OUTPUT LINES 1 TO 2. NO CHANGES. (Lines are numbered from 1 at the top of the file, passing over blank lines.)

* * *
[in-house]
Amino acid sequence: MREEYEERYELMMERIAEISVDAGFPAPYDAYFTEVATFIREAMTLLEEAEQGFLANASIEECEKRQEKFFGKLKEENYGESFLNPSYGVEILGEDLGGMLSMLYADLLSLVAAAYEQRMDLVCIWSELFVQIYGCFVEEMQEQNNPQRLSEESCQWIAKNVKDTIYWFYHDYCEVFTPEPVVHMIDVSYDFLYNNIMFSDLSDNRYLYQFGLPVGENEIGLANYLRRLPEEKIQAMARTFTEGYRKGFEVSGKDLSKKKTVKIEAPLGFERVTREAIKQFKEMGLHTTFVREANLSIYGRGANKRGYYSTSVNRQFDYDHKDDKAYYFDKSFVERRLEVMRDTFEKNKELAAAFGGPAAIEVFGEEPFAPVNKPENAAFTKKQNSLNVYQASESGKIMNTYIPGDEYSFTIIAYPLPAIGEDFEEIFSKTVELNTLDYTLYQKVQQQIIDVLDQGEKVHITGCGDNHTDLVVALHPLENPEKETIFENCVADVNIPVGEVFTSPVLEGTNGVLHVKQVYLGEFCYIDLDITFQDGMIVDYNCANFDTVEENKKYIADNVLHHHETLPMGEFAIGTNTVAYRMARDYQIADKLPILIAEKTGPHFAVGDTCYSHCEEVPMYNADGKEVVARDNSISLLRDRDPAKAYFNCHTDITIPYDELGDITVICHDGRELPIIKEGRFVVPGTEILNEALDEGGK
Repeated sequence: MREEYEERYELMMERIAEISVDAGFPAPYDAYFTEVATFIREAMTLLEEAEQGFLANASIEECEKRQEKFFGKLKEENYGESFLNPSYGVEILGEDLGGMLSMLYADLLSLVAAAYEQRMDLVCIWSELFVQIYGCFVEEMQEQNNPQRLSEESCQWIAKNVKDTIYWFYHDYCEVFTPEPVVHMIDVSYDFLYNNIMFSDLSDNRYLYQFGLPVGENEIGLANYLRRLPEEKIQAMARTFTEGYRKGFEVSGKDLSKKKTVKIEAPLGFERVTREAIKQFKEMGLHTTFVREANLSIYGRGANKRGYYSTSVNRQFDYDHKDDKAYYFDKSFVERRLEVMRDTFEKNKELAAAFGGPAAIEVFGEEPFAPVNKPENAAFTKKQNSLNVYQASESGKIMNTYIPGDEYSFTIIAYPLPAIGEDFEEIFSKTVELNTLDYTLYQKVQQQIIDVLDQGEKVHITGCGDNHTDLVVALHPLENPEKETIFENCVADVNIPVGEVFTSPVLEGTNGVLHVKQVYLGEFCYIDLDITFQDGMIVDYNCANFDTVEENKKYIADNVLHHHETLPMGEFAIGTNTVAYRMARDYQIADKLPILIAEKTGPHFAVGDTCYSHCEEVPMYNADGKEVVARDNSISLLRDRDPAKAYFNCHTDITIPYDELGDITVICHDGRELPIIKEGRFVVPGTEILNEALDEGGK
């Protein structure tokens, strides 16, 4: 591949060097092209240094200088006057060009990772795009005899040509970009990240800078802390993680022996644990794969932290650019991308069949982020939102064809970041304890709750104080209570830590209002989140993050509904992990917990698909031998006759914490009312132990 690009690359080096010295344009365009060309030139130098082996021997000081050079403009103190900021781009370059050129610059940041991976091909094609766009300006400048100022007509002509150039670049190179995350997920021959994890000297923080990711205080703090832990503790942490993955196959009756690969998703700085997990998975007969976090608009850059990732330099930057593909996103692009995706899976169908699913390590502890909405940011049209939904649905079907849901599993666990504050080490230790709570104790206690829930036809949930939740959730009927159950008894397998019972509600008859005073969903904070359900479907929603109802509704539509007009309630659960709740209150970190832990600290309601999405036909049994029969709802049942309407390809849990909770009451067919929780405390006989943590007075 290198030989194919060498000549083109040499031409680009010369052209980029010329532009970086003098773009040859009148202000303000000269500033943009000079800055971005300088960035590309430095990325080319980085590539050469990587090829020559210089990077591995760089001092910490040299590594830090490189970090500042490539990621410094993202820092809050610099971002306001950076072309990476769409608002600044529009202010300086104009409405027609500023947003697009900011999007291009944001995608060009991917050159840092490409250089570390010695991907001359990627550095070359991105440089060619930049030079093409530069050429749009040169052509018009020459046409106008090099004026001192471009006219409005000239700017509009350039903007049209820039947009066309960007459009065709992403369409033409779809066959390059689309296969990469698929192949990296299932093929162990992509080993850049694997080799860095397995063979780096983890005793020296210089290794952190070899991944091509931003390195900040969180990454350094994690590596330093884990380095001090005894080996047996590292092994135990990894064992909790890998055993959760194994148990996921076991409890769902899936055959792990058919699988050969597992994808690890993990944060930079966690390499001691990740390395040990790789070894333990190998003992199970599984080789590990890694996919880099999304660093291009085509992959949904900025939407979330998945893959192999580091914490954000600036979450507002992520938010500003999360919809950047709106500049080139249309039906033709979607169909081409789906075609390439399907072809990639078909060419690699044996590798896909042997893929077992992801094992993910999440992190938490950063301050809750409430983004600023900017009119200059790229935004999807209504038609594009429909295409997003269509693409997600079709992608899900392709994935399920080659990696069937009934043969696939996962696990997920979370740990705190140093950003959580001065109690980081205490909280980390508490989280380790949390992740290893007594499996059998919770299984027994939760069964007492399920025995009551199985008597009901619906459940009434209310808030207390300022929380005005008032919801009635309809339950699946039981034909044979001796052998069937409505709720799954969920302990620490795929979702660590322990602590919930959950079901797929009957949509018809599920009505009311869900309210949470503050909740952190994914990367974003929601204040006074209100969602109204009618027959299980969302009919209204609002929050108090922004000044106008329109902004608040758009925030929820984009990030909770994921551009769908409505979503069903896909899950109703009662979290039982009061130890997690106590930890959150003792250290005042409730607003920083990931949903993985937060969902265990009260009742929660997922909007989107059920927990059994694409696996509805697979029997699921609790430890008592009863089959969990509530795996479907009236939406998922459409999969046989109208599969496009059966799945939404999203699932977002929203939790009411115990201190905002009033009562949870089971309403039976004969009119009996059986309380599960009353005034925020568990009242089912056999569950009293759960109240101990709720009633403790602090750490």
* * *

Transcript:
[in-house]
Amino acid sequence: MREEYEERYELMMERIAEISVDAGFPAPYDAYFTEVATFIREAMTLLEEAEQGFLANASIEECEKRQEKFFGKLKEENYGESFLNPSYGVEILGEDLGGMLSMLYADLLSLVAAAYEQRMDLVCIWSELFVQIYGCFVEEMQEQNNPQRLSEESCQWIAKNVKDTIYWFYHDYCEVFTPEPVVHMIDVSYDFLYNNIMFSDLSDNRYLYQFGLPVGENEIGLANYLRRLPEEKIQAMARTFTEGYRKGFEVSGKDLSKKKTVKIEAPLGFERVTREAIKQFKEMGLHTTFVREANLSIYGRGANKRGYYSTSVNRQFDYDHKDDKAYYFDKSFVERRLEVMRDTFEKNKELAAAFGGPAAIEVFGEEPFAPVNKPENAAFTKKQNSLNVYQASESGKIMNTYIPGDEYSFTIIAYPLPAIGEDFEEIFSKTVELNTLDYTLYQKVQQQIIDVLDQGEKVHITGCGDNHTDLVVALHPLENPEKETIFENCVADVNIPVGEVFTSPVLEGTNGVLHVKQVYLGEFCYIDLDITFQDGMIVDYNCANFDTVEENKKYIADNVLHHHETLPMGEFAIGTNTVAYRMARDYQIADKLPILIAEKTGPHFAVGDTCYSHCEEVPMYNADGKEVVARDNSISLLRDRDPAKAYFNCHTDITIPYDELGDITVICHDGRELPIIKEGRFVVPGTEILNEALDEGGK